Are there examples of John's appearing to be free and not conditioned while on the Reservation?Aldous Huxley's Brave New World

1 Answer | Add Yours

mwestwood's profile pic

mwestwood | College Teacher | (Level 3) Distinguished Educator

Posted on

As the natural-born son of Linda from the New World, John has not been conditioned because he is a resident of the Reservation, far from the New World. When Bernard and Lenina arrive, they watch a ritual to bring rain in which a young man is lashed with a whip.  Then, they encounter the blond, blue-eyed John, who wishes that he could have been part of the ritual the couple have just witnessed.  When Lenina asks him why he wants to be whipped, John replies,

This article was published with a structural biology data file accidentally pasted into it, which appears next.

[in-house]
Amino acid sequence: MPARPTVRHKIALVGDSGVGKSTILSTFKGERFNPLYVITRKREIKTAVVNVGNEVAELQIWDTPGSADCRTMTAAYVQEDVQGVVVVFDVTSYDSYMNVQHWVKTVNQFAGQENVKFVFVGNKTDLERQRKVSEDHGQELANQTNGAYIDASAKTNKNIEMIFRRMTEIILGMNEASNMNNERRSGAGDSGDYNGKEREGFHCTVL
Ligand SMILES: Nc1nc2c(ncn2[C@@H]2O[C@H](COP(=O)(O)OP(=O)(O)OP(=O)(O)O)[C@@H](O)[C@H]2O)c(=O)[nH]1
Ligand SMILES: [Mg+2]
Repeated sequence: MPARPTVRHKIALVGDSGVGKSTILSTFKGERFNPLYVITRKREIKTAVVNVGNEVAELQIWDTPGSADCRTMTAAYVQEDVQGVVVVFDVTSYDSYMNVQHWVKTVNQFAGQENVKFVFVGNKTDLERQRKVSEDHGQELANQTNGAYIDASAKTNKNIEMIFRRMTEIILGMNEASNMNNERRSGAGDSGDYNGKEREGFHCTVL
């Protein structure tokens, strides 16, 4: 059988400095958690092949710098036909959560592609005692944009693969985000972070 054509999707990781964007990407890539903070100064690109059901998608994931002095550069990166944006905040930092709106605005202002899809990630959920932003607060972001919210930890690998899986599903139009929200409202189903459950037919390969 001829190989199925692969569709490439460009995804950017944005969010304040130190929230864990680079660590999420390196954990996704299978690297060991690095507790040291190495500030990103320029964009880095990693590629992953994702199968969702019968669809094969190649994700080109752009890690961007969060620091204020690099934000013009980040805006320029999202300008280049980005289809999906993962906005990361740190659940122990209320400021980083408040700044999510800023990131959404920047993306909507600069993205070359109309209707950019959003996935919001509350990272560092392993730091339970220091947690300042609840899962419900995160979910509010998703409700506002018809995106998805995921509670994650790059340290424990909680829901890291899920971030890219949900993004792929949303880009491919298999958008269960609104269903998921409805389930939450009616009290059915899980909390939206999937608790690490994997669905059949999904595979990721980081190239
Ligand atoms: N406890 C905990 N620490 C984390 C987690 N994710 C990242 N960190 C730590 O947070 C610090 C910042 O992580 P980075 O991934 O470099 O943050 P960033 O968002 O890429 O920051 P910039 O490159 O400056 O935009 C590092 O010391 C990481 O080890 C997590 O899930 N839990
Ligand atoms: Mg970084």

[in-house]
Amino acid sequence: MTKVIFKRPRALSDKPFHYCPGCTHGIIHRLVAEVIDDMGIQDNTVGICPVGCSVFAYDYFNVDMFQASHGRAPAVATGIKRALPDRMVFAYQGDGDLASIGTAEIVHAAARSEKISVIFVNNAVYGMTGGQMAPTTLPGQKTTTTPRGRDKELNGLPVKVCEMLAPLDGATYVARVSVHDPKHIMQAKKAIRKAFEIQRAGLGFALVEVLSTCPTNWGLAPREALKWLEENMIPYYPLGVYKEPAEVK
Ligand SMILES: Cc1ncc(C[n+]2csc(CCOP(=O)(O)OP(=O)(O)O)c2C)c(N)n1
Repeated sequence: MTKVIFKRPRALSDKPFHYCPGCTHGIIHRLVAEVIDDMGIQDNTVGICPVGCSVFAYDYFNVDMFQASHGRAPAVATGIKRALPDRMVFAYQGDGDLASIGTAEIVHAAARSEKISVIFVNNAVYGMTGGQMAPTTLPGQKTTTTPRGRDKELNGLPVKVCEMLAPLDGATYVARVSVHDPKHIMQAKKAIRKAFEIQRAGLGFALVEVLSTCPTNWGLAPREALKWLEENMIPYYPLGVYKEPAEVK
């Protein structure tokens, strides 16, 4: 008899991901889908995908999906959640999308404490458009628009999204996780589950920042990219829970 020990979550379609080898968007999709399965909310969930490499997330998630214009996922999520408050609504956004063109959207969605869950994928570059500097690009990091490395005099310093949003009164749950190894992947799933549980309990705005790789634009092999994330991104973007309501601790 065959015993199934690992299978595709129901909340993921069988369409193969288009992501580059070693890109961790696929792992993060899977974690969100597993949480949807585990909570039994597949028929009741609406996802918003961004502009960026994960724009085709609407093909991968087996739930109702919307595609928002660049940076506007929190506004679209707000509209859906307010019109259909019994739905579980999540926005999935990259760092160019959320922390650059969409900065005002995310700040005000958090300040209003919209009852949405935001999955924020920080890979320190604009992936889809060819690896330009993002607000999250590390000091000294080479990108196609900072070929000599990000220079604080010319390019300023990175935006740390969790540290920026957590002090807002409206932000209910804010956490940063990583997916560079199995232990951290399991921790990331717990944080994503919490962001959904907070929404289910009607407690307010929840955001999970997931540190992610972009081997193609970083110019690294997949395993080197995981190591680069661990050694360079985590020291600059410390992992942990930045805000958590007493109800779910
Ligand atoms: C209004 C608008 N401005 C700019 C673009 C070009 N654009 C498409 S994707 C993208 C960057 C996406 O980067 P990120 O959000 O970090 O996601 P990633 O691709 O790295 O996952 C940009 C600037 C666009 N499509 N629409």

"For the sake of the pueblo--to make the rain come and the corn grow.....And then to show that I can bear pain without crying out...."

From his mother, John has learned to read;  But, his mother Linda never seems to know from where anything comes.  John turns to the old men of the pueblo who have "more definite answers." One old man teaches him to mold clay and promises to teach him the make a bow.  From Pope he acquires The Compete Works of William Shakespeare, and he reads this hungrily. Then, one night, John tries to kill Pope, just as Hamlet sought to slay Claudius.  But, Pope awakens and beats him away.  However, he respects John, saying, "Go, my brave Ahayuta." 

But, John remains on the fringe of the Indian society.  The girl that he loves marries another; he is not allowed to participate in the blood initiation into manhood because he is not an Indian.  So, when he meets Linda and Bernard, he exclaims,

"O brave new world...How many goodly creatures are there here!  How beauteous mankind is!"

John is excited by this meeting with people from his mother's world.

We’ve answered 317,422 questions. We can answer yours, too.

Ask a question